Morning glories (triggered by brushing your teeth in the morning)

As you brush your teeth in the morning, think of 3 things that you will be facing in your day. Don’t identify them as ‘good’ or ‘bad’, ‘fun’ or ‘stressful’, simply view them as an observer and imagine that you will be ‘open’ to them as experiences, much as a morning glory will open to the sun. State your intention of receptivity and feel yourself relax into each one as you say: “Today, I will be open to the meeting with curiosity; Today, I will be open to the class with curiosity; Today I will be open to the phone conference with curiosity.” As you encounter the 3 things during your day, remember to be ‘open’ and to be curious. Perhaps you’ll need to exclaim, “Oh! this is how it’s going to unfold today.” Optionally, you could identify 3 positive qualities (rather than 3 events) that you wish to be receptive to, such as love, patience, or abundance.

This tool uses intention, or ‘inclining the mind’, as a means to adopt a more positive feeling throughout the day. When we consciously and repeatedly redirect our mind to positive emotions, it not only stimulates the calming effects of the PNS but the feelings become part of our emotional memory and we begin training our brains to think more positively (Hanson 2009: chap 4).

Stop, Drop and Roll (triggered by sitting at a red traffic light)

‘Stop’, ‘drop’ down into your heart, and ‘roll’ out a little good will to your fellow travelers. Look at the people in other cars in front of you, behind you, passing around you and recognize that each one of them is just like you: they want happiness and they want to be free from suffering. To each person you focus on say or think something like:

“May you know happiness.”

“May you be free from suffering.”

“Peace be with you.”

“I hope you have a nice day.”

With each person, let the feelings of good will and love sink into your heart. You can even put your hand over your own heart for added emphasis.

This tool is inspired by the Buddhist practice of metta, or loving kindness. As a habit, it opens the heart, cultivates compassion, and increases feelings of peacefulness. The practice of loving kindness has been shown to produce positive emotions (Fredrickson et al. 2008). By stimulating the neural pathways for compassion in the brain, our attitude of loving kindness toward others becomes increasingly ‘wired’ into the brain. Warm feelings toward others also stimulate the PNS (Oatley, Kelter and Jenkins 2006:128), calming our resistance and putting us in a place where loving kindness flows more easily.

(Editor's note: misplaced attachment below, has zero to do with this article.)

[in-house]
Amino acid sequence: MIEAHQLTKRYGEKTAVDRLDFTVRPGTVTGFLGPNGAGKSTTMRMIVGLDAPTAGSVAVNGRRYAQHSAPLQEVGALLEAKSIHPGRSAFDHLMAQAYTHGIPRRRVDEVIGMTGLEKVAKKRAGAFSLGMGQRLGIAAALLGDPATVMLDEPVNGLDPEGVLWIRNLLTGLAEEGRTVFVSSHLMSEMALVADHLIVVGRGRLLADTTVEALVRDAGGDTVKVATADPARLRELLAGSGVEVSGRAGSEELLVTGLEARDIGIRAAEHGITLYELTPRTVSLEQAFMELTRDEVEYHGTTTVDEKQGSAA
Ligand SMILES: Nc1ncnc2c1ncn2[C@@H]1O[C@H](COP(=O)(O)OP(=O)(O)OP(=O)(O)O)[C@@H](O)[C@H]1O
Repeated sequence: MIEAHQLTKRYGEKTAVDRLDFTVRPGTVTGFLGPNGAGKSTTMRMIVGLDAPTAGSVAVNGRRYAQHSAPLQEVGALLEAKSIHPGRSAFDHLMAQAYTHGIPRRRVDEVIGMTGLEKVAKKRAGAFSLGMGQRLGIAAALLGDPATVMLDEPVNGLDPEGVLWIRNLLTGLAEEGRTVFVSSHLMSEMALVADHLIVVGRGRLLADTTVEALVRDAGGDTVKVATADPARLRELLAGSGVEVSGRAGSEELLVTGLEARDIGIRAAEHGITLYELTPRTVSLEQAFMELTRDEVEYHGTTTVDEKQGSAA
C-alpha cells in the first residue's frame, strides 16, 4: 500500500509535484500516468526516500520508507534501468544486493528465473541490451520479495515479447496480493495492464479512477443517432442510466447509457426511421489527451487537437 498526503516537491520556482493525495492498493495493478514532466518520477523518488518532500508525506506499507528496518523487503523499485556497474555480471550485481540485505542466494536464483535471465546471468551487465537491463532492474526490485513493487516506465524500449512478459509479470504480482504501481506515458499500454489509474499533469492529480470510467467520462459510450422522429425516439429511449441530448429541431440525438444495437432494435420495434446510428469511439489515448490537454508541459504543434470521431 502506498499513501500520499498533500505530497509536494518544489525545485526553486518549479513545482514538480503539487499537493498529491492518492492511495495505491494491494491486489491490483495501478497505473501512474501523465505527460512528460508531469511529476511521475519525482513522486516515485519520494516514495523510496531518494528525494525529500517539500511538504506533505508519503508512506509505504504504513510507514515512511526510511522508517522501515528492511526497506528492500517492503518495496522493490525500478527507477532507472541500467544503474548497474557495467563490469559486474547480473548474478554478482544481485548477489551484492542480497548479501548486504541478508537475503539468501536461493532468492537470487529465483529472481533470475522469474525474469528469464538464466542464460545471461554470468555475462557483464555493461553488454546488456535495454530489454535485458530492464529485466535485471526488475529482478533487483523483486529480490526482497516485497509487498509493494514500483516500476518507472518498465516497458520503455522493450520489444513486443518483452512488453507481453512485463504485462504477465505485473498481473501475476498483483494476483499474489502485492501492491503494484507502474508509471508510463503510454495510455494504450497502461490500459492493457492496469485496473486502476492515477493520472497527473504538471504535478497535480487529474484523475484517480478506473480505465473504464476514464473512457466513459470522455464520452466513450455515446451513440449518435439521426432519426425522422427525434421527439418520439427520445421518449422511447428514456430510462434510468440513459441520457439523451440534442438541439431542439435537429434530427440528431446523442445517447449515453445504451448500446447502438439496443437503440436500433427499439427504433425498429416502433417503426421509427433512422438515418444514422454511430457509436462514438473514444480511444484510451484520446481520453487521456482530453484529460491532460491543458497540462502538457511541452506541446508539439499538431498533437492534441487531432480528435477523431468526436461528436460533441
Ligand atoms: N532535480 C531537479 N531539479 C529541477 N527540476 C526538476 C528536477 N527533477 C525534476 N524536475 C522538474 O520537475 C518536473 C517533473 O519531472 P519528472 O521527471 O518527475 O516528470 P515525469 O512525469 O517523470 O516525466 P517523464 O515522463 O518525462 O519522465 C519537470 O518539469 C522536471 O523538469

Shakedown (triggered by approaching the door when you come home from work)

Before you walk through the door, spend a moment shaking down your body, as if you are shaking off water. Shake and relax your right leg and foot; then your left leg and foot. Shake and relax your right arm and hand then your left arm and hand. Gently shake and relax your head letting your shoulders and tongue relax. Finish with a little twist of your torso to shake off any remaining energy from your day. Take a deep breath and heave a hearty sigh (a prolonged exhalation.)

This tool uses relaxation and breath to activate the PNS and down-regulate the SNS which further relaxes the body and reduces the production of stress hormones (Hanson 2007) allowing us to leave some of our stressful energy at the door.

Rest In Peace (triggered by having your head rest on the pillow before you go to sleep.

As you are in bed starting to fall asleep, review your day and list 3 things that happened for which you are grateful. Don’t just vaguely remember each instance but actively recall it and recreate the experience of it. Hold the feeling and attempt to absorb it in your heart.

Gratitude is a practice known to enhance joy, cultivate happiness, and connect us with a feeling of inner peace. This tool is a way of training our brains towards positive emotions. Much has been said of our human brain’s “negativity bias”. But by focusing on and re-experiencing specific aspects of our life in an intentionally positive light, we create positive emotional experiences which improve our psychological well-being (Fredrickson and Branigan 2005).

Like most people with families, friends, work and overall busy lives, I often feel that my body’s stress response has the upper hand. But when I practice these and other shortcuts throughout my day, every day, they become habitual. As a result, I feel happier, calmer, and more grateful.

Simply put, linking restorative tools to daily triggers actively and positively changes our brains and nurtures our nervous systems. In response, we can’t help but feel a little more at peace.

Reprinted from WiseBrainBulletin with permission from author.

Ashley Davis Bush, LCSW has been working as a psychotherapist for the past 20 years. She is the author of several self-help books, including “Transcending Loss: Understanding the Lifelong Impact of Grief and How to Make it Meaningful” (Berkley Books, 1997) and the forthcoming “Shortcuts to Inner Peace: 70 Simple Paths to Everyday Serenity” (Berkley Books, 2011). She writes a weekly blog on her website, and maintains an interactive Facebook site for grievers (Transcending Loss). Ashley lives in Epping, NH with her husband, Daniel, and their five children.

Perspectives on Self-Care
Be careful with all self-help methods which are no substitute for working with a licensed healthcare practitioner. People vary, and what works for someone else may not be a good fit for you. When you try something, start slowly and carefully, and stop immediately if it feels bad or makes things worse.